Based on the work of
Woodland Community Land Trust
Woodland Community Land Trust (WCLT) noticed that a significant number of their volunteers were having trouble making it to events. The group chose to provide transportation to volunteers who needed it. They advertised the service before events and based their pick-up schedule around those who requested transportation. Seniors who serve on committees and youth volunteers were among those who benefited most. This trial practice has a high success rate for groups in rural areas with events that require senior or youth volunteers in need transportation.
Friends of Deckers Creek
Northern West Virginia
The staff and volunteers of Friends of Deckers Creek (FODC) often need to work in rural and remote locations within the watershed to carry out tasks important to the organization’s mission. FODC also had a need for their Youth Advisory Board (YAB) members to attend board meetings and community activities on a regular basis and in greater numbers in order to empower the next generation of watershed stewards. Volunteers that needed transportation were informed about the program by word of mouth, phone, website postings, online event calendar, electronic listserv and seasonal newsletters. Carpooling and FODC-provided transportation were used extensively in sampling, monitoring, and site assessment trips. Volunteers are always needed for this type of work. By providing transportation, FODC was able to bring volunteers—including YAB volunteers—on almost every trip. The cost of fuel is a major factor when considering transporting volunteers. This will play a role in the future use of this practice by FODC. FODC hopes to continue to provide transportation to YAB members for meetings, field work and events. They will continue to provide transportation to volunteers for monitoring and sampling as long as funding for mileage is available.
Rural Appalachian Improvement League
Southern West Virginia
Rural Appalachian Improvement League (RAIL) wanted to provide or coordinate transportation to convince more volunteers to attend the weekly meetings of the group’s gardening club. “Farming for Health and Wealth” is a RAIL project that works to identify, motivate and organize small farmers and gardeners in the coalfields of southern West Virginia. One aspect of this project is the Mullens Growers Co-op, a group of local growers who meet weekly to learn and share information on growing vegetable gardens. Weekly meetings are informal with discussion centered on a topic such as specifics of growing vegetables, composting and canning. RAIL asked members that were already attending weekly co-op meetings to drive other interested volunteers to meetings and events. There were many older potential participants in the gardening co-op who did not want to drive in poor weather conditions or at night, so RAIL considered this practice a good solution to their problem. The trial practice did not have any success because the majority of volunteers that were interested in the workshops already had transportation. One possible explanation for the failure of this trial practice is that many of the participants did not decide until the last minute if they wanted to go to a workshop. Without deciding to attend far enough in advance, they could not take advantage of pre-planned carpooling.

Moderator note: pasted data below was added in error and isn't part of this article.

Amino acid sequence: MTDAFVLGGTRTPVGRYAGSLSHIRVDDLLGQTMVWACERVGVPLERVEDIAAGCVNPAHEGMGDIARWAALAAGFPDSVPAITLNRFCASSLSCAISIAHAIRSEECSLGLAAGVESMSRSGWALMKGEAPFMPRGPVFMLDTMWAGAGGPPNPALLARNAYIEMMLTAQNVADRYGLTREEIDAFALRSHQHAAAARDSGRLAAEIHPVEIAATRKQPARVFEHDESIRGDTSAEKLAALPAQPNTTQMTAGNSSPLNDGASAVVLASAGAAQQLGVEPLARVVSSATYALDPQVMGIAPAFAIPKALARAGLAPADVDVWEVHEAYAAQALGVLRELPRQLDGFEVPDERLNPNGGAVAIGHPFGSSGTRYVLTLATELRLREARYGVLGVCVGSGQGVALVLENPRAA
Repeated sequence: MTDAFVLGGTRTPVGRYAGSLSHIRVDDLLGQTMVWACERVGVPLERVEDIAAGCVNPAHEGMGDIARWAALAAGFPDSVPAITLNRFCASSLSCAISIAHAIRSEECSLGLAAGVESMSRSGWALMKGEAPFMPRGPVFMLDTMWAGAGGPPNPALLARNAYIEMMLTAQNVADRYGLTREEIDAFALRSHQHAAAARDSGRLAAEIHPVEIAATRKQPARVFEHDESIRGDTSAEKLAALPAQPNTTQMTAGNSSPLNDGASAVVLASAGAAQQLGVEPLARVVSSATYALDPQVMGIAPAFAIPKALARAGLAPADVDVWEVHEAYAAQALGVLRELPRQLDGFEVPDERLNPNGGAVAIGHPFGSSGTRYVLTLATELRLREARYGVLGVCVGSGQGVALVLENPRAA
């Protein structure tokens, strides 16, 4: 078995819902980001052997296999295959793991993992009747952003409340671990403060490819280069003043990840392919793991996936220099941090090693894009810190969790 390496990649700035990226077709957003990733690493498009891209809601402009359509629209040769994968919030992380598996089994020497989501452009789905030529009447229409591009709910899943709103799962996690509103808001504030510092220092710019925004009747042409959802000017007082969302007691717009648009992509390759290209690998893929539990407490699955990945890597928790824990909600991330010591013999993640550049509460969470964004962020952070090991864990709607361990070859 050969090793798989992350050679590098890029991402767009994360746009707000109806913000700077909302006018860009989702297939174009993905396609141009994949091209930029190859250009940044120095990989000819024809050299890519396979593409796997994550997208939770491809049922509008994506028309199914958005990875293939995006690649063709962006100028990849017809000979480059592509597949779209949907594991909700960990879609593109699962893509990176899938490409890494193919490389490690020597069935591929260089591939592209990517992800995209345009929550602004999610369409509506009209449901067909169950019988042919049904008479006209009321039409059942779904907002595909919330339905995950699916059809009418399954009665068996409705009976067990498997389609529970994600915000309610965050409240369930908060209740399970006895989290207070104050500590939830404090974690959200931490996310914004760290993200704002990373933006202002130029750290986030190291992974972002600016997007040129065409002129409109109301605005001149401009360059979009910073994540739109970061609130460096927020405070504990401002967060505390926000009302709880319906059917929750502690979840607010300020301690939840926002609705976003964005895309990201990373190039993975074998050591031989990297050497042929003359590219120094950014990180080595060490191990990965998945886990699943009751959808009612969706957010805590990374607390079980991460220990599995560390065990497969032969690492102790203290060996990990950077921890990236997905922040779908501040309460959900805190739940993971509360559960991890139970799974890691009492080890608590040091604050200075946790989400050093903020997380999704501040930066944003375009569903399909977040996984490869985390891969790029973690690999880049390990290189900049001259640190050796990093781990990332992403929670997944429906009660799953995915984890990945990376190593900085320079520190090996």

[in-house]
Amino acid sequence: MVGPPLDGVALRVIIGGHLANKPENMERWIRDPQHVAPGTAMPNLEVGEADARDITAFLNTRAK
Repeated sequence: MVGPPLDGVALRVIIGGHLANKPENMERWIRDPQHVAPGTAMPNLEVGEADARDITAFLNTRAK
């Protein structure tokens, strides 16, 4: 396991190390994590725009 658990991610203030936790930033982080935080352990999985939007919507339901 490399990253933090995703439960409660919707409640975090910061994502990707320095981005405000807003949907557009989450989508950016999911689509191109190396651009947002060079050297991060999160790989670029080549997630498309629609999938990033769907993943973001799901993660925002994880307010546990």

“Events such as Skate Jam, Decker’s Creek Adventure Day Race, and monitoring work had an increase in participants due to the transportation service. Members that had rarely attended events and meetings were now helping set up beforehand.”
-Friends of Deckers Creek